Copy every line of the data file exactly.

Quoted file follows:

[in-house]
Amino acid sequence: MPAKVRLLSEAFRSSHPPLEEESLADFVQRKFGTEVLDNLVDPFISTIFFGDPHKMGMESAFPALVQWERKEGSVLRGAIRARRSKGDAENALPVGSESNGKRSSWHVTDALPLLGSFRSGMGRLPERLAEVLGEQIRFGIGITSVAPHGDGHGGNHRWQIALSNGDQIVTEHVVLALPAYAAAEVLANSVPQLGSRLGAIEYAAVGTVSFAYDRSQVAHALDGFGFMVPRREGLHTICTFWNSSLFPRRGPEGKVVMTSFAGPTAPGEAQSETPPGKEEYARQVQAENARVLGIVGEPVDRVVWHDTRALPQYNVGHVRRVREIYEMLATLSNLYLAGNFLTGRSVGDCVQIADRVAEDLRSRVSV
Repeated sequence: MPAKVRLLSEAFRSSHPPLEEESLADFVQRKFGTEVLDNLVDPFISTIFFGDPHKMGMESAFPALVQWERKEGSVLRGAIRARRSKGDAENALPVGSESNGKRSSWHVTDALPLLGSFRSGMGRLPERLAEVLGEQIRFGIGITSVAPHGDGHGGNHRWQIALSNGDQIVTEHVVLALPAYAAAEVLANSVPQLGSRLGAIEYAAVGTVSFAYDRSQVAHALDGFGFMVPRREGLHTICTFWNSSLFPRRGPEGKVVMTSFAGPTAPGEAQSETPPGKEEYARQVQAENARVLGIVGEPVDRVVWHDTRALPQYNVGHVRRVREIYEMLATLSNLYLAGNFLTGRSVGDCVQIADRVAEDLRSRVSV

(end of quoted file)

[in-house]
Amino acid sequence: MPAKVRLLSEAFRSSHPPLEEESLADFVQRKFGTEVLDNLVDPFISTIFFGDPHKMGMESAFPALVQWERKEGSVLRGAIRARRSKGDAENALPVGSESNGKRSSWHVTDALPLLGSFRSGMGRLPERLAEVLGEQIRFGIGITSVAPHGDGHGGNHRWQIALSNGDQIVTEHVVLALPAYAAAEVLANSVPQLGSRLGAIEYAAVGTVSFAYDRSQVAHALDGFGFMVPRREGLHTICTFWNSSLFPRRGPEGKVVMTSFAGPTAPGEAQSETPPGKEEYARQVQAENARVLGIVGEPVDRVVWHDTRALPQYNVGHVRRVREIYEMLATLSNLYLAGNFLTGRSVGDCVQIADRVAEDLRSRVSV
Repeated sequence: MPAKVRLLSEAFRSSHPPLEEESLADFVQRKFGTEVLDNLVDPFISTIFFGDPHKMGMESAFPALVQWERKEGSVLRGAIRARRSKGDAENALPVGSESNGKRSSWHVTDALPLLGSFRSGMGRLPERLAEVLGEQIRFGIGITSVAPHGDGHGGNHRWQIALSNGDQIVTEHVVLALPAYAAAEVLANSVPQLGSRLGAIEYAAVGTVSFAYDRSQVAHALDGFGFMVPRREGLHTICTFWNSSLFPRRGPEGKVVMTSFAGPTAPGEAQSETPPGKEEYARQVQAENARVLGIVGEPVDRVVWHDTRALPQYNVGHVRRVREIYEMLATLSNLYLAGNFLTGRSVGDCVQIADRVAEDLRSRVSV